EHS 609 – Guided Introduction to EMS Research [2-3] [Instructor Approval Required]
(Depends on the option chosen by student and preceptor.)
This course is designed to provide graduate students with guided hands-on research experience in the methodologically difficult area of emergency medical services and injury epidemiology. Students will work on a publishable study under the guidance of a core EHS graduate faculty member and the faculty at the UMB Medical School’s National Study Center for Trauma and EMS (and its affiliated research sites) after completing core readings on the application of research methods to EMS. Prerequisite: Students must have completed a graduate-level course in statistics or biostatistics.
EHS 620 – EHS Epidemiology Methods [Fall-Odd years] NEW
The goal of this course is to prepare students to understand epidemiologic research concepts and methods in order to apply them to the field of emergency health services. In this course, students will learn about the “tools” (e.g., theories, methods, and concepts) that public health practitioners commonly use to answer epidemiologic questions. Students will apply these tools to critique and design epidemiologic research studies and respond to disasters and disease outbreaks. The format for this course is a combination of independent and interactive education: lectures, reading, and assignments are done individually, and students will participate in interactive discussion groups and seminars.
EHS 630 – Issues Analysis and Proposal Writing  [Offered Spring Semesters]
This course provides students with the opportunity to do an in-depth analysis of a current issue of the student’s choice in emergency healthcare and present a project proposal based on this issue. The semester will begin with issues discussion and proceed rapidly into the methods, mechanics, and style considerations required for the construction of a viable/fundable proposal.
EHS 632 – Disaster Health Services  [Moving to Spring in 2024]
This course examines health needs and techniques for providing healthcare to populations displaced or affected by disasters or war. The goal of the course is to prepare students to manage disaster health response preparedness and planning and to organize and manage disaster and refugee healthcare provision. The focus is on both domestic and international cases. Recommended: PREV 600 or SOCY 620.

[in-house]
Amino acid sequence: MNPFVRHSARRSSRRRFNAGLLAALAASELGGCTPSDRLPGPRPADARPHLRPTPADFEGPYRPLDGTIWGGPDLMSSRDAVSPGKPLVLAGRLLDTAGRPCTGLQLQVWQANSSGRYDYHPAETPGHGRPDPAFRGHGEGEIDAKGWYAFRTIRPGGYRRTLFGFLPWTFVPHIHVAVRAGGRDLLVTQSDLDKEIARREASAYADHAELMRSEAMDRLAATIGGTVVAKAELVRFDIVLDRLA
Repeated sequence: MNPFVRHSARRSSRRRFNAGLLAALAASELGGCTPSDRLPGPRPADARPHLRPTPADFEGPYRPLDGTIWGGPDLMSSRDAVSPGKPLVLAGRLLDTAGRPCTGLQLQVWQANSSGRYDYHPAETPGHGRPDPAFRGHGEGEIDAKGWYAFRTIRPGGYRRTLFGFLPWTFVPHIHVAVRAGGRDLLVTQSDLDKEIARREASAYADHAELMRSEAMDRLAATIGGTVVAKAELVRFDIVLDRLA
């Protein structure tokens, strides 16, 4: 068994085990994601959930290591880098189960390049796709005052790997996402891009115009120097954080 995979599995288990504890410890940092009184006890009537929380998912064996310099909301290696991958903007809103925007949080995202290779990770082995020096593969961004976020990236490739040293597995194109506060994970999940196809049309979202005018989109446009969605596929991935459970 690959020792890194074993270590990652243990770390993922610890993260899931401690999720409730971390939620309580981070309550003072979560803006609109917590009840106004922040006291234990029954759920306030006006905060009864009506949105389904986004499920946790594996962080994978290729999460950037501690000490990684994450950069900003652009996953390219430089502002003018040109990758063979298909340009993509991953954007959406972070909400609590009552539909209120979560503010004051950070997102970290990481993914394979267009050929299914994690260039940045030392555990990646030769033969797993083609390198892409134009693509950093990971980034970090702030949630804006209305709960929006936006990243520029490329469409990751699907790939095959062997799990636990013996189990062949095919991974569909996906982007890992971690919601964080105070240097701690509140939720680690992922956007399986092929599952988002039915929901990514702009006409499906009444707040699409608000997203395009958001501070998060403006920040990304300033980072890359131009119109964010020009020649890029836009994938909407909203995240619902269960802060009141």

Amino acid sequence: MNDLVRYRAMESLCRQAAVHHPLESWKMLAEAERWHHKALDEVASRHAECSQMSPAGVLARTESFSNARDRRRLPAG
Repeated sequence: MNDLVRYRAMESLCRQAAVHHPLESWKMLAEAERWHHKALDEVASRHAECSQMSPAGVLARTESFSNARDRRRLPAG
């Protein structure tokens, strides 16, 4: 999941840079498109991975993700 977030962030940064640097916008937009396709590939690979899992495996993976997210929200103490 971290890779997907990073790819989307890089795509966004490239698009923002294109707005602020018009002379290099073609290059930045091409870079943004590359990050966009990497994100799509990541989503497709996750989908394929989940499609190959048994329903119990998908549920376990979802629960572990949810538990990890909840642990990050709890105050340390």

EHS 633 – Refugee Health Services  [Under Revision – Currently not offered]
This course builds upon the foundation set in EHS 632, but with a focus on meeting the emergency health needs of refugee populations. The course emphasizes multi-level health needs analysis and long-term health recovery strategies. Prerequisite: EHS 632.
EHS 634 – Disaster Mitigation  [Offered Fall-Even Years]
Mitigation is the process by which society limits the negative effects of events it cannot totally prevent. This course provides the theory and legal underpinnings of mitigation as a primary component of emergency management and examines various methodologies for initiating and implementing successful mitigation programs in a rapidly changing world.
EHS 636 – Disaster Response  [Offered Spring-Odd Years]
The most visible of the emergency management phases, disaster response is a complicated multi-institutional operation requiring sophisticated planning, logistics, and communications. This course covers the new National Incident Management System, response-related research, and implementation methods.